Crisis in the ER? The Solution is At Hand! (It’s Not More Taxpayer Dollars)

Three stories about the uninsured and emergency rooms came across the transom today. As I’ve written about in my analysis of the Schwarzenegger-Nuñez California Health Care Deforminator ABX1 1, the notion that the legions of uninsured crowding America’s ERs is the cause of the health care “crisis” is myth.

Nevertheless, today’s stories remind us that this situation demands serious reform. First, a study estimating that illegal immigrants account for one quarter of uninsured residents. Obviously, in a country where we (bizarrely) insist on our employers as health insurers of first resort, people who are not legally employed are more likely to be uninsured – but health reform cannot change that.

Second, a report from the Centers for Disease Control (CDC) concluding that the average ER wait has increased from 38 minutes to an hour over the past decade. Although 17% of the cases were for uninsured patients, 83% had private insurance or were dependent on a government plan. Guess what? The researchers determined that there was no increase in the number of cases that were “true emergencies.”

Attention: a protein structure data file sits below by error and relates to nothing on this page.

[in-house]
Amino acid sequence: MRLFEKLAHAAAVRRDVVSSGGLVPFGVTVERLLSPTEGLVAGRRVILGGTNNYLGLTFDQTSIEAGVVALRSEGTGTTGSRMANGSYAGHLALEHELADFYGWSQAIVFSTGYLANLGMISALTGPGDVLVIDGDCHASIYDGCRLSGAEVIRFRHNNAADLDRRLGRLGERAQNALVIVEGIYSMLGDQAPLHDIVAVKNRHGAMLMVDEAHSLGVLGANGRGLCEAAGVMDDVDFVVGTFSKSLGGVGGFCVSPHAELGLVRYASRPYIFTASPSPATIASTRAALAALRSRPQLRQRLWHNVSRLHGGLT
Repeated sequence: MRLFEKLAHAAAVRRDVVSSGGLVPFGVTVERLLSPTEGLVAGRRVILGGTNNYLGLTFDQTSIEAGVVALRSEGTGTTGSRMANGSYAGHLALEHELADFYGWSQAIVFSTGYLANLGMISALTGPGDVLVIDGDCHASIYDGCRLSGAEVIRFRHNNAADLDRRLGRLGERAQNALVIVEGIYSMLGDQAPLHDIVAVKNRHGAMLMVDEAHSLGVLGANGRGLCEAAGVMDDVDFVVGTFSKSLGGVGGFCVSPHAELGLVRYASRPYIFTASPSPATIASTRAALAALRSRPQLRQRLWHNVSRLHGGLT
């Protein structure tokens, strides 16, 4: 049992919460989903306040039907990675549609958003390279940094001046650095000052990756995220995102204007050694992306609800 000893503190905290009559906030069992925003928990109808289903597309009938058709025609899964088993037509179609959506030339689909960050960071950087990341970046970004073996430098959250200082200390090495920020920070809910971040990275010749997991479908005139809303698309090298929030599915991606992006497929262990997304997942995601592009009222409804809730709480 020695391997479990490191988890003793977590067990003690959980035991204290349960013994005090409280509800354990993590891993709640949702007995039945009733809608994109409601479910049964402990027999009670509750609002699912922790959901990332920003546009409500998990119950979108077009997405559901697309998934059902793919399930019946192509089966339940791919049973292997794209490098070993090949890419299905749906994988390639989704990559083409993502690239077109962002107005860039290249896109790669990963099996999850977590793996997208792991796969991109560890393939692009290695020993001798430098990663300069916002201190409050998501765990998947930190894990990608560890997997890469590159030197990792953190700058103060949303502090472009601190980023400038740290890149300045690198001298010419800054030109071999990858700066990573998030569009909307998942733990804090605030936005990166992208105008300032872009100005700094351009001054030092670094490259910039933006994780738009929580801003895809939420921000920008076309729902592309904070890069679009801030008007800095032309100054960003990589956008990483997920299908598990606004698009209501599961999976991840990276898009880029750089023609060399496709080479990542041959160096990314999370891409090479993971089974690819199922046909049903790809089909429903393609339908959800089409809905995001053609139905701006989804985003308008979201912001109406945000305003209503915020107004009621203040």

The “solution“, according to a doctor who appears to speak for the American College of Emergency Physicians, is more taxpayer dollars to fund ERs. That’s the wrong answer: As I and others have written before (search “EMTALA” in this blog), the government caused this problem through a law called EMTALA, which requires hospitals that accept Medicare patients to take care of anyone who walks in the ER door.

More government money will only perpetuate this dysfunction. Instead, Congress needs to repeal EMTALA, or at least tighten it up so it only applies to true emergencies. (See this post about ER patients who get tired of waiting and leave!)

The real solution is at hand: urgent clinics (similar to retail clinics, but staffed by doctors instead of nurse practitioners) where people unwilling to wait in a crowded ER can get treated for $60 to $200, according to today’s Wall Street Journal. Convenient health care – no government needed!

Nothing contained in this blog is to be construed as necessarily reflecting the views of the Pacific Research Institute or as an attempt to thwart or aid the passage of any legislation.

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